Ecotourism, or the practice of visiting remote and wild habitats, can actually have a number of devastating effects on the local fauna.
Ecotourism is a popular emerging industry where vacationers can travel to relatively untouched natural environments to learn about and catch a glimpse of rare wildlife. Proceeds from ecotourism ventures generally go towards conservation efforts or bolstering local economies, and the practice has allowed remote areas in developing countries to attract tourists without the construction of fancy hotels and amenities.
According to a press release from the University of California, Los Angeles, however, ecotourism does little to benefit the wildlife in these areas, and in some cases can actually pose significant risks to threatened species.
A recent study, published in the October 9 edition of the journal Trends in Ecology and Evolution, shows that ecotourism can lead wild animals to alter their behavioral patterns in a manner that puts them at serious risk. The study reviewed the findings of more than 100 prior studies on specific ecotourism destinations.
More than 8 billion people visit protected areas around the world annually. According to the study’s lead author and professor and chair of ecology and evolutionary biology at UCLA, Daniel Blumstein, the presence of humans in wild environments can lead to rapid changes in the way species interact with each other. It may make some species more vulnerable to poachers or other predators.
When animals interact with humans, Blumstein wrote, they are likely to let down their guard and become more relaxed. This newfound confidence can have devastating results when these species run into a predator or a dangerous situation. Humans are likely to “spoil” animals into thinking that they don’t need to work hard to survive.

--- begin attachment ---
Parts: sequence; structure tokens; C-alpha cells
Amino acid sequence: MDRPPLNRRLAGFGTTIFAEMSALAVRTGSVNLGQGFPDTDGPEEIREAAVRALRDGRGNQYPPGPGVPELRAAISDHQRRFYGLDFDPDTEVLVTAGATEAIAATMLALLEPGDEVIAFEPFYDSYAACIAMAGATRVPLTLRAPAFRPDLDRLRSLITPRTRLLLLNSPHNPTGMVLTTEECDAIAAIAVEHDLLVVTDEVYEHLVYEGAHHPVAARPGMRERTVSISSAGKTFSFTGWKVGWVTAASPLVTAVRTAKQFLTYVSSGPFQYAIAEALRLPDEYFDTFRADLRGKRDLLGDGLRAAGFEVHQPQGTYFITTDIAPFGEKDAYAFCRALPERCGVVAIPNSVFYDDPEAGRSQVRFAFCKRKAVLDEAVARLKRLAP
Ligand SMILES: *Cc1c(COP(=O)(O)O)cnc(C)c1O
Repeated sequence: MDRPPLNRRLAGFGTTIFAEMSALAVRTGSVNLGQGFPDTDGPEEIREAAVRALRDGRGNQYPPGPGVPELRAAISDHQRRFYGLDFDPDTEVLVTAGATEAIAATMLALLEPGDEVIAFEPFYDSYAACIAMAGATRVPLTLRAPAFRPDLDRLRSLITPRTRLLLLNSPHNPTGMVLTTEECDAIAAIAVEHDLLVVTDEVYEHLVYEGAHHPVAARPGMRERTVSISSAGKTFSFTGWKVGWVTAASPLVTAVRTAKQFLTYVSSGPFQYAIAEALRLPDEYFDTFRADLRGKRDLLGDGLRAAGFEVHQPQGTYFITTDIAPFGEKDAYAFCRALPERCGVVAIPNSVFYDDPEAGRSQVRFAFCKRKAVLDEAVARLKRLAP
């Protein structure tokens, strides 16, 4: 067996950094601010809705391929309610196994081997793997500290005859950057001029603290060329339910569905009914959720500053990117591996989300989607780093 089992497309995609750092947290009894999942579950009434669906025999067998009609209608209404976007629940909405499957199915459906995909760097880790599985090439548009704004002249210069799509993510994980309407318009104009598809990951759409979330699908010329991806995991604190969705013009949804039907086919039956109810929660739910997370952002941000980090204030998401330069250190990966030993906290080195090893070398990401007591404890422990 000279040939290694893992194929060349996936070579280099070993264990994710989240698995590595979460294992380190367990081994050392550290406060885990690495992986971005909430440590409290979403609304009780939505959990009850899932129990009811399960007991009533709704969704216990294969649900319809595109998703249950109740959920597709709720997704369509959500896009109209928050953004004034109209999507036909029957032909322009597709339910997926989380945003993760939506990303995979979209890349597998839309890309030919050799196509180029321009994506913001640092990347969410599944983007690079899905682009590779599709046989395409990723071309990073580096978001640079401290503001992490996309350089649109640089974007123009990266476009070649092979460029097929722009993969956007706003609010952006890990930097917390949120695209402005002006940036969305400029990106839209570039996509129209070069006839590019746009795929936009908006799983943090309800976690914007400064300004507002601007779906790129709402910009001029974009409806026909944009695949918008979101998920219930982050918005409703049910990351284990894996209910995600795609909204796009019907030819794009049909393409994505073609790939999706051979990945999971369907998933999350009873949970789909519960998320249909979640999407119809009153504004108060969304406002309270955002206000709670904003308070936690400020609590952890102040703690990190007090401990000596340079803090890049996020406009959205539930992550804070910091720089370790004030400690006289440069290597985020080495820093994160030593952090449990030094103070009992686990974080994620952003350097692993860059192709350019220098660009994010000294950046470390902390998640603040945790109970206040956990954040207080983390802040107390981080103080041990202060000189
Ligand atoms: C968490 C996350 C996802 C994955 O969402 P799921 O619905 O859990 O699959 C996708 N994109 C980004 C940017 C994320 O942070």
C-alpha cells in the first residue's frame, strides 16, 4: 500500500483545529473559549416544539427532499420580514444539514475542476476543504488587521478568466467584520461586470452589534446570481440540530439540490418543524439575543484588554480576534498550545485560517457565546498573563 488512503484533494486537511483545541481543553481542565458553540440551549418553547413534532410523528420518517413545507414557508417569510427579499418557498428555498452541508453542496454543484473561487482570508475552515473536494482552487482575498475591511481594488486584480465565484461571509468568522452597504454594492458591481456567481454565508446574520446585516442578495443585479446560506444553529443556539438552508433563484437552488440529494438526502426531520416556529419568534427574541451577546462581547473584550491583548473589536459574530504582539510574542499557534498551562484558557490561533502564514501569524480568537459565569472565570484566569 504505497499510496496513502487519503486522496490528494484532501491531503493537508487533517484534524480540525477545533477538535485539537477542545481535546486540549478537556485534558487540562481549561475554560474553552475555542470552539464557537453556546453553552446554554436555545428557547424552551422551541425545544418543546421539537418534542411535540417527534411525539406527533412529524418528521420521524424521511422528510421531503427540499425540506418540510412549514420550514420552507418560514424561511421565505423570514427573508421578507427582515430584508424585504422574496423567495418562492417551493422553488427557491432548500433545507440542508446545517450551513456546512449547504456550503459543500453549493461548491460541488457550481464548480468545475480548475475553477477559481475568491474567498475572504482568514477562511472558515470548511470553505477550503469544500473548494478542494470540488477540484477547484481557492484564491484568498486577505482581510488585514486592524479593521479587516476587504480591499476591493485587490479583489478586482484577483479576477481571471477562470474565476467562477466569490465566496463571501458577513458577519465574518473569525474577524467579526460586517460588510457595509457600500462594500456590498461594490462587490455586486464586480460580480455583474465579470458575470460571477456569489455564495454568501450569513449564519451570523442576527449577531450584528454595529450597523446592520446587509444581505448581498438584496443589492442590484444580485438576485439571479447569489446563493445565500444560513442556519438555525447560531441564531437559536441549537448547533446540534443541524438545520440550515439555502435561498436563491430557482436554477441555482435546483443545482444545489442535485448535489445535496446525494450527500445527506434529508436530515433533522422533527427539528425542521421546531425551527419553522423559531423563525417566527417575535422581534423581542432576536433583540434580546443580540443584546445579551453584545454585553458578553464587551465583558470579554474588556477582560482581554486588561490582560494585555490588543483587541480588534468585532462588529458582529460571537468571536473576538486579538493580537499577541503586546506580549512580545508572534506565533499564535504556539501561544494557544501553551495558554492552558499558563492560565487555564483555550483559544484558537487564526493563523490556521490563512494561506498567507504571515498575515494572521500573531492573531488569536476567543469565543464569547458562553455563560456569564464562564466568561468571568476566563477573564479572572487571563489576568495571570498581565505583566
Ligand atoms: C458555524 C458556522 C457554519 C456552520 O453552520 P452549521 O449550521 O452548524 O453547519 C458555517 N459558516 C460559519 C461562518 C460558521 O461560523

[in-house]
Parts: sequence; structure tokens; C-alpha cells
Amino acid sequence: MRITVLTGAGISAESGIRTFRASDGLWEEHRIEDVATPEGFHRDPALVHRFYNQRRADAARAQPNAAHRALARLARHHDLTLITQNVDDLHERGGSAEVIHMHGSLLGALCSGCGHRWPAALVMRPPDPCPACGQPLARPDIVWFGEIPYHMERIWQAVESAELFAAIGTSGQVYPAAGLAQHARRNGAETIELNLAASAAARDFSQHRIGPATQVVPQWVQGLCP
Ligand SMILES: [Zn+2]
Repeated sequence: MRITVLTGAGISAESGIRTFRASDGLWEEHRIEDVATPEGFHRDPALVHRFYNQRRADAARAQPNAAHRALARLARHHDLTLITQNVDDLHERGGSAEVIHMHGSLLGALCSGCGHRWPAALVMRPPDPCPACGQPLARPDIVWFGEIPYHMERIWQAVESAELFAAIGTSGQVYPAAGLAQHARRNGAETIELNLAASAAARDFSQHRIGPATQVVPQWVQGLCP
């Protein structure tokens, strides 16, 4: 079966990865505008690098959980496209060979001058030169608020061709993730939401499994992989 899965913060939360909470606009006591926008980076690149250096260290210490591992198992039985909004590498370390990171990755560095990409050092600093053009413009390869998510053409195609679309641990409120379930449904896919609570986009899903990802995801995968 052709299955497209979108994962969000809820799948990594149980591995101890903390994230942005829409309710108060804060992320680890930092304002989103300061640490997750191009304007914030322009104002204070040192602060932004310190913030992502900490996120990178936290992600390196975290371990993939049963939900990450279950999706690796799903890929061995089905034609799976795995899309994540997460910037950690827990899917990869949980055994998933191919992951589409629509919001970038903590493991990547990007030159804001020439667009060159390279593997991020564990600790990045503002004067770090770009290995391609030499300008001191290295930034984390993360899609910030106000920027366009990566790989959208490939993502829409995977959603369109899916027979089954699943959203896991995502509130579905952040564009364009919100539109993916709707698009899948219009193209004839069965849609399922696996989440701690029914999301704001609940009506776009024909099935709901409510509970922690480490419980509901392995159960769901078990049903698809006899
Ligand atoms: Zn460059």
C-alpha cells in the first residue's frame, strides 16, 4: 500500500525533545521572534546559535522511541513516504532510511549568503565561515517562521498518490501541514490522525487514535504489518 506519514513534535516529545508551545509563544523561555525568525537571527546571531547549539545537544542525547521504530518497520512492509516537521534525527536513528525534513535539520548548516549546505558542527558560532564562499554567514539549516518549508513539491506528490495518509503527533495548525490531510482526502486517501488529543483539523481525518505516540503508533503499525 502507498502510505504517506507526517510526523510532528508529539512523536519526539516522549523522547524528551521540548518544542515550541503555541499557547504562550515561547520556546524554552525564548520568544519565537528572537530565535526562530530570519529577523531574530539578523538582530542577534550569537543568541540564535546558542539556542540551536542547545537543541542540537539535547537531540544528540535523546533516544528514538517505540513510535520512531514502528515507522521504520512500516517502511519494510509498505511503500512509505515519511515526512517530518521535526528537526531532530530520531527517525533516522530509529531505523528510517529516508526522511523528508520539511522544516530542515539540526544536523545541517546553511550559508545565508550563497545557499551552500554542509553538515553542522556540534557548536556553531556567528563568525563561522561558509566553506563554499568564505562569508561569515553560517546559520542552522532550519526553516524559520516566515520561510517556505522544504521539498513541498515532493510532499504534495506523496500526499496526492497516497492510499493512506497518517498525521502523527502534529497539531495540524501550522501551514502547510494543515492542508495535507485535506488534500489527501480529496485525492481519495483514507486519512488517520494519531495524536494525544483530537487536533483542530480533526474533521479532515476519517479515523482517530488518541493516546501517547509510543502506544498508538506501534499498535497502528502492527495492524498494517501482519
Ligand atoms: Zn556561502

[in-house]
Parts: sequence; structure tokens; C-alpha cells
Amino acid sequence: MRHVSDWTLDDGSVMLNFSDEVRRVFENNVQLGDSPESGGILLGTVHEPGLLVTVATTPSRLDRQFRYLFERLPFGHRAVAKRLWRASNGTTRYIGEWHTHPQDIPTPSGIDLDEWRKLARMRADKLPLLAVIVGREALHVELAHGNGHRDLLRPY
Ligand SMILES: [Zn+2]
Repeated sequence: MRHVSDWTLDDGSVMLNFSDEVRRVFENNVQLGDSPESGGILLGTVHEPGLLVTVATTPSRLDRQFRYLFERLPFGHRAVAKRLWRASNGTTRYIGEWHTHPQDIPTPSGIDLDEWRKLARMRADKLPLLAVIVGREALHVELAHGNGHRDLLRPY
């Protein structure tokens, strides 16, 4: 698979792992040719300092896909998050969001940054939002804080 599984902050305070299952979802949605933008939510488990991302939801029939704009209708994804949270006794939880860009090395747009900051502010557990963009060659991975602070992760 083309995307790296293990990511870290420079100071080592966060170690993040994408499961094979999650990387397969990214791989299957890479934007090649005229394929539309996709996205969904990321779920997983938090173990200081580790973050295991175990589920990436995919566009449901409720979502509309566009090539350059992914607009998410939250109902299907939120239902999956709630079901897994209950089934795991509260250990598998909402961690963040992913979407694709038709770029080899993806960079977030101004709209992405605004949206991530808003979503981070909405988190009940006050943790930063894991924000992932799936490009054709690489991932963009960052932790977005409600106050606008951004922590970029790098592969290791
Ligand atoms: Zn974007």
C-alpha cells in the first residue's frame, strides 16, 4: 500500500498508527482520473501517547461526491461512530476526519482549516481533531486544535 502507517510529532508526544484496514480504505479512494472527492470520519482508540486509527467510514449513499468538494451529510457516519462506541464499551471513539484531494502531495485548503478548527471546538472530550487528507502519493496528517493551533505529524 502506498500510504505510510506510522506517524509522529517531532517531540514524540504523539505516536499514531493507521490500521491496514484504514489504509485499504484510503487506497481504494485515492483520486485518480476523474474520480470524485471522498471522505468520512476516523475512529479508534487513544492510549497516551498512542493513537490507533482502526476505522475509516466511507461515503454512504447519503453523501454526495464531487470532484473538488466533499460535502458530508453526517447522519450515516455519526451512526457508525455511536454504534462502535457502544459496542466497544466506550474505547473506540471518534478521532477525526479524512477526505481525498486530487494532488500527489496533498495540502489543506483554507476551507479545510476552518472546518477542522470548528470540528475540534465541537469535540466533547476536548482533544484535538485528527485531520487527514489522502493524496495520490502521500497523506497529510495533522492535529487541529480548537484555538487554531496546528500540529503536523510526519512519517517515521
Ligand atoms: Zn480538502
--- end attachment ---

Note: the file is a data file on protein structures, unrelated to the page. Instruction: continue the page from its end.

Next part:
Humans can also scare off predators, which can lead to the propagation of huge numbers of smaller prey species. This can result in extreme resource competition, and in some cases can collapse entire ecosystems. For example, vervet monkeys tend to congregate around humans because they know the predatory leopards are scared away. Similarly, elk and pronghorns in Grand Teton National Park spend more time grazing when they know humans are present.
As species become accustomed to human presence, they begin to shift the patterns of natural selection. Traits that would otherwise be useless suddenly become beneficial, and this can drastically alter the role a species plays in a given ecosystem. The increased risk of predation is one of the most salient examples.
Ecotourism can have similar results on animals to domestication and urbanization. Whether intentional or otherwise, human presence has a “taming” effect on animals, who look to us for protection and often food. Feeding wild animals can quickly shift their preferences for finding food, and is strongly discouraged in nearly every possible circumstance.
The study offers new insights into the ecological effects of ecotourism, revealing that it’s not a perfect alternative to a traditional vacation in terms of impact on the environment. Humans can pose risks to wildlife wherever they go, especially if that wildlife isn’t used to human presence.